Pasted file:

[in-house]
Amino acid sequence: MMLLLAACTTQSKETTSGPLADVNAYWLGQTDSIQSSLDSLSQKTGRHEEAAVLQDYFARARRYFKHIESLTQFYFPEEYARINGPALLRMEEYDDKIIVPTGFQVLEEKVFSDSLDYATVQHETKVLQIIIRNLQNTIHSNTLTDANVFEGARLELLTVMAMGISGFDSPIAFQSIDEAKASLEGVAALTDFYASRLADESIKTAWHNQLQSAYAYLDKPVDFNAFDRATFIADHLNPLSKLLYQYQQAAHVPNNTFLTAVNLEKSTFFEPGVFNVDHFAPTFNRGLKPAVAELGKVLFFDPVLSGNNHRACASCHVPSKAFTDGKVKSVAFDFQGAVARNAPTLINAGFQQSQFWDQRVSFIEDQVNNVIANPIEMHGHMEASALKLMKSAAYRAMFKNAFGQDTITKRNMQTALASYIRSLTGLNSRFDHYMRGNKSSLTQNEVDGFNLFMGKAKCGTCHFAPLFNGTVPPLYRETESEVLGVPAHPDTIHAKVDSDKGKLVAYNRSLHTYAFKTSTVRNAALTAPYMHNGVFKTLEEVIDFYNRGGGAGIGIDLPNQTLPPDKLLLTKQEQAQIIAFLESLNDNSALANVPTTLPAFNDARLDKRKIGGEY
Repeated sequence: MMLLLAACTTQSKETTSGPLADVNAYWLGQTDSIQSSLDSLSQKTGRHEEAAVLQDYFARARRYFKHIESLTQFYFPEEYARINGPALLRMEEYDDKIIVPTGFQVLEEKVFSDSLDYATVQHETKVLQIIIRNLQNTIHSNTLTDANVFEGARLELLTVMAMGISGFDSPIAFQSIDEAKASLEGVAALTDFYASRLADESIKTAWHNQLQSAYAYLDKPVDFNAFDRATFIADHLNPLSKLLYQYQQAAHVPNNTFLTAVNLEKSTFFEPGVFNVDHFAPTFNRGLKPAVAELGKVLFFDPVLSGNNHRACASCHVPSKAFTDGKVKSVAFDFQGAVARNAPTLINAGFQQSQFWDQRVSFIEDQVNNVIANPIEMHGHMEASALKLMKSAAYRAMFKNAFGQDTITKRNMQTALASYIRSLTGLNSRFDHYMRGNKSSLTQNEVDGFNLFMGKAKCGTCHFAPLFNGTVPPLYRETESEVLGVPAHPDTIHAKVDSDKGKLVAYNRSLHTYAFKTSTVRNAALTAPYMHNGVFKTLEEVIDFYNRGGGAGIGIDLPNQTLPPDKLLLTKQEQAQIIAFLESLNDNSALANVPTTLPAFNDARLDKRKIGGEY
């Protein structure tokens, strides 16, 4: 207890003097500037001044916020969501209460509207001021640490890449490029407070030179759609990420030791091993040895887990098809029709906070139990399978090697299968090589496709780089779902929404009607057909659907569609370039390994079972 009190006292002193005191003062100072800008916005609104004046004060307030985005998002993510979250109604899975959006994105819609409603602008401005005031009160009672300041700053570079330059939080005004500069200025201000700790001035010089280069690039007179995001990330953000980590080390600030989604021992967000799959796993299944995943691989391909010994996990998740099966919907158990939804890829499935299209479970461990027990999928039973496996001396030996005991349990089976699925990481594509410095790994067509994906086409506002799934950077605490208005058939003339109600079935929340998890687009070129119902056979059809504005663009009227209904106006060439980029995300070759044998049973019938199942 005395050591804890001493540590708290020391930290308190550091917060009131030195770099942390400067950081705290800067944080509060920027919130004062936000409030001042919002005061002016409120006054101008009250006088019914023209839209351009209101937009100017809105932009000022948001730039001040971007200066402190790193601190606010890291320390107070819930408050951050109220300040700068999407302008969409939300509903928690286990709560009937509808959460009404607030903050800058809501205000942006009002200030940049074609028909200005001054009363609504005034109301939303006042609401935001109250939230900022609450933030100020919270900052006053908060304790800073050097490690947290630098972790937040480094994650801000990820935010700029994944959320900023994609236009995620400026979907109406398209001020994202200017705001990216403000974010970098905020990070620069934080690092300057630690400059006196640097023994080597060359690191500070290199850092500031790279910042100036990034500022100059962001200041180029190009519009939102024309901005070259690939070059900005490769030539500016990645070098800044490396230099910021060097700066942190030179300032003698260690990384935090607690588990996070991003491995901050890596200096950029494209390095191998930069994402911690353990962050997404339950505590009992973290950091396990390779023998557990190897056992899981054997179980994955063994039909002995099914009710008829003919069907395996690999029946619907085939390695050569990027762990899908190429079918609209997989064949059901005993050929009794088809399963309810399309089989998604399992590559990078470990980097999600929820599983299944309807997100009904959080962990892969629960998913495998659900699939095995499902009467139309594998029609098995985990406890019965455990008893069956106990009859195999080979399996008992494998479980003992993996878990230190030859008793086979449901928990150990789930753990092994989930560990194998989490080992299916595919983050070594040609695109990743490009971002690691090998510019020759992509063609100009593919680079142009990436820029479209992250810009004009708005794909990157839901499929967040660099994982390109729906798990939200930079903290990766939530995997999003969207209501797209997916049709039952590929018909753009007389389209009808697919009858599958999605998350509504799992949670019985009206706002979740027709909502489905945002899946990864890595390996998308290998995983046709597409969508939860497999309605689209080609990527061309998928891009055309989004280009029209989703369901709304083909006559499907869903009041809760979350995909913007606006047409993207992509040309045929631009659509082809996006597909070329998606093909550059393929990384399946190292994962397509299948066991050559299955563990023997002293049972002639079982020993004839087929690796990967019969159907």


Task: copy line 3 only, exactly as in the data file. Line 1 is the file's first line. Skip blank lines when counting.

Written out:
Repeated sequence: MMLLLAACTTQSKETTSGPLADVNAYWLGQTDSIQSSLDSLSQKTGRHEEAAVLQDYFARARRYFKHIESLTQFYFPEEYARINGPALLRMEEYDDKIIVPTGFQVLEEKVFSDSLDYATVQHETKVLQIIIRNLQNTIHSNTLTDANVFEGARLELLTVMAMGISGFDSPIAFQSIDEAKASLEGVAALTDFYASRLADESIKTAWHNQLQSAYAYLDKPVDFNAFDRATFIADHLNPLSKLLYQYQQAAHVPNNTFLTAVNLEKSTFFEPGVFNVDHFAPTFNRGLKPAVAELGKVLFFDPVLSGNNHRACASCHVPSKAFTDGKVKSVAFDFQGAVARNAPTLINAGFQQSQFWDQRVSFIEDQVNNVIANPIEMHGHMEASALKLMKSAAYRAMFKNAFGQDTITKRNMQTALASYIRSLTGLNSRFDHYMRGNKSSLTQNEVDGFNLFMGKAKCGTCHFAPLFNGTVPPLYRETESEVLGVPAHPDTIHAKVDSDKGKLVAYNRSLHTYAFKTSTVRNAALTAPYMHNGVFKTLEEVIDFYNRGGGAGIGIDLPNQTLPPDKLLLTKQEQAQIIAFLESLNDNSALANVPTTLPAFNDARLDKRKIGGEY